Daniel McClellan posted a detailed and well-argued response to John Granger’s article on Mormonism and Twilight. Doug Chaplin then posted his own reflections on the particular issue of whether the fall was necessary. I started writing a comment over on Doug’s blog but it grew too long (that seems to be going around), so I’ll instead post it here. Doug argues:
Essentially the carol and the Exsultet alike proclaim that the state of redeemed humanity is greater than that of created humanity before the Fall. This is also, if I have understood it rightly, the thrust of the Eastern language of divinisation. In union with Christ we are drawn not simply into the presence of God, as in the old story Adam and Eve strolled around the garden with him, but into the very life of the triune God, no longer a little lower than the angels.
In a post a few weeks back, I suggested that the idea of Fall needed significant reinterpretation in the light of modern science concerning both the nature of the cosmos and the role of evolution in relation to human life. It seems to me that that idea of a final status which is creation completed, is also here in the idea of the felix culpa, the necessary sin of Adam. It is not only an ancient Christian idea, but one which is profound and significant for modern re-expressions of our faith.
I find this very interesting, and agree that modern science makes quite unbelievable any notion of a perfect creation fundamentally altered by the actions of the first humans (named “Adam” and “Eve”–Man and Life–or otherwise). As I wrote not long ago:
When we can look out and see galaxies billions of light-years away (not to mention fossils on our own planet from millions of years ago), it is rather difficult to argue that the universe has been fundamentally altered within the last 10,000 years or so. It sure doesn’t look like it has. If, on the other hand, God created the world “very good” (but not perfect), and gave us a role in bringing it to final completion, then our sin did not alter the universe itself, it merely derailed God’s plan for its completion. In that case, Jesus’ death and resurrection can still be seen as the turning point of the universe, not because the universe itself has been changed, but because he has made it possible for humanity to get back on track, so to speak.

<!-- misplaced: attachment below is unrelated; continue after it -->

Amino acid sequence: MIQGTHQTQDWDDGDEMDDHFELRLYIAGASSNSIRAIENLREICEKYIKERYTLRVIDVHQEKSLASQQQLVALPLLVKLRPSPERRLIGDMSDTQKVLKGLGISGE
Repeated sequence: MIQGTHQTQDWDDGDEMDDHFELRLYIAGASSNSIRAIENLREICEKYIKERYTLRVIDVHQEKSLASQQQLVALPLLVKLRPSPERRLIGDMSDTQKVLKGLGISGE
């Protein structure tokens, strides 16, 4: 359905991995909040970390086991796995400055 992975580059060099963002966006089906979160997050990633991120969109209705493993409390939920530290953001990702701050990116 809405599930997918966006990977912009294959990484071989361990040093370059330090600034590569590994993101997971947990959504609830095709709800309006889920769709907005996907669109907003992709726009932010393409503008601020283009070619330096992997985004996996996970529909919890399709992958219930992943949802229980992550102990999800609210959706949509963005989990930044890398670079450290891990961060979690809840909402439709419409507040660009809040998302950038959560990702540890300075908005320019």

But I have serious problems with the notion that the fall was necessary to this goal, regardless of who has promulgated such an idea (though Daniel quotes a line from the Book of Mormon that sure seems to do so: “Adam fell that men might be; and men are, that they might have joy” 2 Nephi 2:25). There are certainly aspects to Genesis’ account of the first sin that are more comic than tragic (see J. William Whedbee’s The Bible and the Comic Vision, esp. pgs 19-63), but the idea that our disobedience was necessary and intended seems to me to make a mockery of the horrendous evil that humanity has actually committed throughout history. I just can’t get past Dostoevsky’s point in The Brothers Karamazov:
A little girl, five years old, is hated by her father and mother, ‘most honorable and official people, educated and well-bred.’… These educated persons subjected the poor five-year-old girl to every possible torture. They beat her, flogged her, kicked her, not knowing why themselves, until her whole body was nothing but bruises. Finally they attained the height of finesse: in the freezing cold, they locked her all night in the outhouse, because she wouldn’t ask to get up and go in the middle of the night… for that they smeared her face with her excrement and made her eat the excrement, and it was her mother, her mother who made her! And this mother could sleep while her poor little child was moaning all night in that vile place!